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Here's a breakdown of Ontario's hazy pot laws

In less than a month recreational marijuana will be legal across Canada but how you’ll purchase it in Ontario has changed so many times in the last few months it’s probably got your head spinning more than if you just hotboxed your bathroom.

Here’s a look at what you need to know about the smoking, buying and selling of marijuana in Ontario as it stands right now.


  • Marijuana will be legal to smoke on Oct. 17
  • Ontario residents will be able to smoke recreational cannabis wherever the smoking of tobacco is permitted


  • You must be 19 years of age or older to purchase cannabis in Ontario
  • On Oct. 17, legal marijuana will only be available for sale online
  • A private retail model is scheduled to be in place by April
  • Any illegal pot shops still running after Oct. 17 will not be able to get a licence in Ontario
  • Ontario municipalities that want to opt-out of hosting pot shops will have until Jan. 22, 2019 to do so under the new legislation
  • Ready-made edibles will become available for sale in fall 2019


  • A government agency called the Ontario Cannabis Retail Corp. — not the OCS — will handle online cannabis sales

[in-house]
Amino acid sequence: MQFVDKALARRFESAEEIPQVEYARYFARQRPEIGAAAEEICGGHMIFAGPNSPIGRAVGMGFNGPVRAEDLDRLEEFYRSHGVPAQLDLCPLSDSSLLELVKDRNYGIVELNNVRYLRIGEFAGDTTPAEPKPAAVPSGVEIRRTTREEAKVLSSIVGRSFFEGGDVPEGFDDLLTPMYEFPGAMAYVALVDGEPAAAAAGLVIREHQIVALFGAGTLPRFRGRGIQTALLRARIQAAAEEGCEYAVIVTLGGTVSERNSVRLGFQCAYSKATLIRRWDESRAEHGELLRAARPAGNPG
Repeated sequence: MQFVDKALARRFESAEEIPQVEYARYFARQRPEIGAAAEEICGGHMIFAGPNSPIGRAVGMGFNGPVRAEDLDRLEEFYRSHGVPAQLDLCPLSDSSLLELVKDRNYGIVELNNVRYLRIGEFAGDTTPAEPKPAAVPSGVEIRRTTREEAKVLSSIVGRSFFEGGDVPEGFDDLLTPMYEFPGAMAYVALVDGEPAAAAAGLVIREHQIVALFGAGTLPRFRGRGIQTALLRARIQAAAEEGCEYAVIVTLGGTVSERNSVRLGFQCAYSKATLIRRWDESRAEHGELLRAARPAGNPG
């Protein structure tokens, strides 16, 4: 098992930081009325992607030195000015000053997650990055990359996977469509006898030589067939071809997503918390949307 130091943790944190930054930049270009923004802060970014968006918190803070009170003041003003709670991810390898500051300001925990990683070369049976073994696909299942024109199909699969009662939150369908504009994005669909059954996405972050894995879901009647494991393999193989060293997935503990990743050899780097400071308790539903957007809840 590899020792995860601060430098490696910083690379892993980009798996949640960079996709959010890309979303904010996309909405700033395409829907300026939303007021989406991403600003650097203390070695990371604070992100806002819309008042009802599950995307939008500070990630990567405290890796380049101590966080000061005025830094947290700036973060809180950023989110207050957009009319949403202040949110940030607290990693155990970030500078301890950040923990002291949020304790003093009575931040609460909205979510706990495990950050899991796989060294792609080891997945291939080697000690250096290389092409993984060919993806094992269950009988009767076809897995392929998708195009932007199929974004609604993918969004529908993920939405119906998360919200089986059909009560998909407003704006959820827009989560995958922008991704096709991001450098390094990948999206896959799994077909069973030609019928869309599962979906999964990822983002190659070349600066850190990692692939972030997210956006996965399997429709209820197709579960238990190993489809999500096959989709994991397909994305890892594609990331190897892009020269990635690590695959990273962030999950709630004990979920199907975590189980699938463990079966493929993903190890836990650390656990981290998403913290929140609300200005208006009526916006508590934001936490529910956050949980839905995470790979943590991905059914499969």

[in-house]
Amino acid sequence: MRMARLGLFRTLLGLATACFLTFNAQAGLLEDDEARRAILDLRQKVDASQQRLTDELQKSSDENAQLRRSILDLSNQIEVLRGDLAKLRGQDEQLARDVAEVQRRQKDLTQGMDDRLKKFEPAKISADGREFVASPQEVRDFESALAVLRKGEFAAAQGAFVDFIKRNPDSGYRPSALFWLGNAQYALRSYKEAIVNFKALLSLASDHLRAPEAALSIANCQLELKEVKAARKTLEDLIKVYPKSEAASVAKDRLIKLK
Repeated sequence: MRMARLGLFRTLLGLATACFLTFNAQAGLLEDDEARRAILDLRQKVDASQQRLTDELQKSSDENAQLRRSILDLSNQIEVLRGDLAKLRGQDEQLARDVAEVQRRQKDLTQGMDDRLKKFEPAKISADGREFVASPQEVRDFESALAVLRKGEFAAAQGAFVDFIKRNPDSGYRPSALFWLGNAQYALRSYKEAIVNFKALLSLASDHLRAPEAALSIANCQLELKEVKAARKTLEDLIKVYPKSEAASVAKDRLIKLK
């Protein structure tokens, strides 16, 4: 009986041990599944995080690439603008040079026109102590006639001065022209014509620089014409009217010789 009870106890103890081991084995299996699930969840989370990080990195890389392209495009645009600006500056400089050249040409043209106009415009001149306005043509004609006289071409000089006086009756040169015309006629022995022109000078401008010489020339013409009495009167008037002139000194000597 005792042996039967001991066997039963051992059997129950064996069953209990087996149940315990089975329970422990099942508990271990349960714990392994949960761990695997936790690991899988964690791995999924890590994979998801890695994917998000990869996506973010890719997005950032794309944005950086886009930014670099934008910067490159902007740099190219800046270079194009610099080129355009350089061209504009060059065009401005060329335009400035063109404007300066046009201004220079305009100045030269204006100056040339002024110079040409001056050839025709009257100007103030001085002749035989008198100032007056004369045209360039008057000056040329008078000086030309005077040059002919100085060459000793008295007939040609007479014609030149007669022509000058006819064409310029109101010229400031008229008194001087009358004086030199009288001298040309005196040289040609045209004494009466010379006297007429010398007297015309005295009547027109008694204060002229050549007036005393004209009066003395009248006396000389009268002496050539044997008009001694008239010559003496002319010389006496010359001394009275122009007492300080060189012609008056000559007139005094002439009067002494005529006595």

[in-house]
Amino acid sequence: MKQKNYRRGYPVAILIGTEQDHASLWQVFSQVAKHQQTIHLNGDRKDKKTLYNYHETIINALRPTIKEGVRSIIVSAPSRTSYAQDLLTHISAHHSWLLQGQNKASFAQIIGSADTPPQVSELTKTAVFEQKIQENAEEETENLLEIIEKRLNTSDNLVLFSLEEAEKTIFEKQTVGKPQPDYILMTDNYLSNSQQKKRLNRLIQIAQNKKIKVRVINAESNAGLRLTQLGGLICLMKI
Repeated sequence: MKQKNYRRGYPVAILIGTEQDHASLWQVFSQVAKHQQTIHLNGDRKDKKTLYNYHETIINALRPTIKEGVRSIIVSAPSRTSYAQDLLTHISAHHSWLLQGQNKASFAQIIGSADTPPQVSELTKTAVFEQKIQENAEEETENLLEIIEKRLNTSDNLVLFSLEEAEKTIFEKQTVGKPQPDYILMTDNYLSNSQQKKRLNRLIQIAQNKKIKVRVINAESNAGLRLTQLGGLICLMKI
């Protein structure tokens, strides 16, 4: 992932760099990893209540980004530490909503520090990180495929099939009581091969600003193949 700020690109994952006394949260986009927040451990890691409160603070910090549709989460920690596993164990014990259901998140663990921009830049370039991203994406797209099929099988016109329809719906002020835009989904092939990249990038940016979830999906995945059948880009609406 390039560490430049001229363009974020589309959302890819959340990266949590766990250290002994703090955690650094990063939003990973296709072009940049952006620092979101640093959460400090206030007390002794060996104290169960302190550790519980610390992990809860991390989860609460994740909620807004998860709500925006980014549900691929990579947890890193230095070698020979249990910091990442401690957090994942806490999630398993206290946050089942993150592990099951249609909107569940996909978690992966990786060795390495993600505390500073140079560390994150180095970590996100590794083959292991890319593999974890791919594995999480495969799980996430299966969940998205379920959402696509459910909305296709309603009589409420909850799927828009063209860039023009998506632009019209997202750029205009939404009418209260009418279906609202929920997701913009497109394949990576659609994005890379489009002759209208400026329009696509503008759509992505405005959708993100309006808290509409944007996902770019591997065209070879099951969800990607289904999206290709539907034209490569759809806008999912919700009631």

• Anyone looking to open a pot shop in 2019 will have to apply for both a retail-operator licence and a retail store authorization for each potential location
  • The Alcohol and Gaming Commission of Ontario will regulate the marketplace, giving it the power to grant, and potentially revoke, licenses as well as enforce provincial rules on cannabis sales
  • The Ontario government says it will not put a cap on pot shops when it starts licensing and regulating the province’s private cannabis retail marketplace
  • In 2019, licensed pot producers will be able to have one retail location located at a production facility (similar to a store at a craft brewery)

The Rules in Canada

  • Smoking pot in vehicles or boats that are being operated will be prohibited — breaking the rules would see people subjected to fines ranging from $1,000 to $5,000 upon conviction
  • As of Oct. 17, Canadian residents can grow up to four plants per household
  • You can possess up to 30 grams of legal cannabis, dried or equivalent in non-dried form, in public
  • You can share up to 30 grams of legal cannabis with other adults
  • You can make cannabis products, such as food and drinks, at home as long as organic solvents are not used to create concentrated products
  • The current regime for medical cannabis will continue to allow access to cannabis for people who have the authorization of their healthcare provider
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